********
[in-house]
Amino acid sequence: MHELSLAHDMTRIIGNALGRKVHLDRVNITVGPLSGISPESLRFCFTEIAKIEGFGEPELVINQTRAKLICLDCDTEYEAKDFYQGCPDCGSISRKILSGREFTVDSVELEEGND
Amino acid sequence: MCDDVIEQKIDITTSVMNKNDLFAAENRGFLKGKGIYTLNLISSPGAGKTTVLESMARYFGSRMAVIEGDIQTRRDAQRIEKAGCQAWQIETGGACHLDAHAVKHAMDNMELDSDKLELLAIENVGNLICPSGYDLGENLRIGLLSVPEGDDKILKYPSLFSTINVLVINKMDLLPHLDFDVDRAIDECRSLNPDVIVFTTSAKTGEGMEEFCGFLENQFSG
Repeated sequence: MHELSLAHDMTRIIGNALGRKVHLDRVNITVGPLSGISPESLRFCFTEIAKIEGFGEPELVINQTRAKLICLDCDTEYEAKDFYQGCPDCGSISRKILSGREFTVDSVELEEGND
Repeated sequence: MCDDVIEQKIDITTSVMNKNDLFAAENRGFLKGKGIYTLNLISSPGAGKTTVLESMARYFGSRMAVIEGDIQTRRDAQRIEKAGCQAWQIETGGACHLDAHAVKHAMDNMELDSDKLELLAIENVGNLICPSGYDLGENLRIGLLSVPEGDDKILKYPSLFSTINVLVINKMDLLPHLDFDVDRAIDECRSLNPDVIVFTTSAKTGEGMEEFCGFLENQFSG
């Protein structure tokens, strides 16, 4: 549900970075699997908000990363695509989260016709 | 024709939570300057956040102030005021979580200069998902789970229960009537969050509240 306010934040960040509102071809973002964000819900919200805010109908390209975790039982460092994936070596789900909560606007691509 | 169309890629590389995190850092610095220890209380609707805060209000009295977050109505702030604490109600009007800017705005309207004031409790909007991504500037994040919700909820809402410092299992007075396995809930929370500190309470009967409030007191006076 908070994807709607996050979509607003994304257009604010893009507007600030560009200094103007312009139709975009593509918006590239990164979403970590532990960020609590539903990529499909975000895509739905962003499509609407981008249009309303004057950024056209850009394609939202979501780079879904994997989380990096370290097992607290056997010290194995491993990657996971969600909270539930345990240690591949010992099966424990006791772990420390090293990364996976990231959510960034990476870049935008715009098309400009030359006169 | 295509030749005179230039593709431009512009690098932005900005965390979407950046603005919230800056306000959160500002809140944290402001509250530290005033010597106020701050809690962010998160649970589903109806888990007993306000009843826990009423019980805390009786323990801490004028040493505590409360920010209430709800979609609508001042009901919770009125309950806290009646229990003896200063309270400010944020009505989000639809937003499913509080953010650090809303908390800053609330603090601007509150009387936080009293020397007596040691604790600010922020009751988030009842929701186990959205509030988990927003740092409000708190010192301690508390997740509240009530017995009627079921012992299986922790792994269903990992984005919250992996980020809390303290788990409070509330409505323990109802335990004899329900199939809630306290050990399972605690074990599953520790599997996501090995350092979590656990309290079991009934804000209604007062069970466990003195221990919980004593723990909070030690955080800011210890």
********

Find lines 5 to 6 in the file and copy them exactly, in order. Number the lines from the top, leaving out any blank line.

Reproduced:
Repeated sequence: MCDDVIEQKIDITTSVMNKNDLFAAENRGFLKGKGIYTLNLISSPGAGKTTVLESMARYFGSRMAVIEGDIQTRRDAQRIEKAGCQAWQIETGGACHLDAHAVKHAMDNMELDSDKLELLAIENVGNLICPSGYDLGENLRIGLLSVPEGDDKILKYPSLFSTINVLVINKMDLLPHLDFDVDRAIDECRSLNPDVIVFTTSAKTGEGMEEFCGFLENQFSG
């Protein structure tokens, strides 16, 4: 549900970075699997908000990363695509989260016709 | 024709939570300057956040102030005021979580200069998902789970229960009537969050509240 306010934040960040509102071809973002964000819900919200805010109908390209975790039982460092994936070596789900909560606007691509 | 169309890629590389995190850092610095220890209380609707805060209000009295977050109505702030604490109600009007800017705005309207004031409790909007991504500037994040919700909820809402410092299992007075396995809930929370500190309470009967409030007191006076 908070994807709607996050979509607003994304257009604010893009507007600030560009200094103007312009139709975009593509918006590239990164979403970590532990960020609590539903990529499909975000895509739905962003499509609407981008249009309303004057950024056209850009394609939202979501780079879904994997989380990096370290097992607290056997010290194995491993990657996971969600909270539930345990240690591949010992099966424990006791772990420390090293990364996976990231959510960034990476870049935008715009098309400009030359006169 | 295509030749005179230039593709431009512009690098932005900005965390979407950046603005919230800056306000959160500002809140944290402001509250530290005033010597106020701050809690962010998160649970589903109806888990007993306000009843826990009423019980805390009786323990801490004028040493505590409360920010209430709800979609609508001042009901919770009125309950806290009646229990003896200063309270400010944020009505989000639809937003499913509080953010650090809303908390800053609330603090601007509150009387936080009293020397007596040691604790600010922020009751988030009842929701186990959205509030988990927003740092409000708190010192301690508390997740509240009530017995009627079921012992299986922790792994269903990992984005919250992996980020809390303290788990409070509330409505323990109802335990004899329900199939809630306290050990399972605690074990599953520790599997996501090995350092979590656990309290079991009934804000209604007062069970466990003195221990919980004593723990909070030690955080800011210890």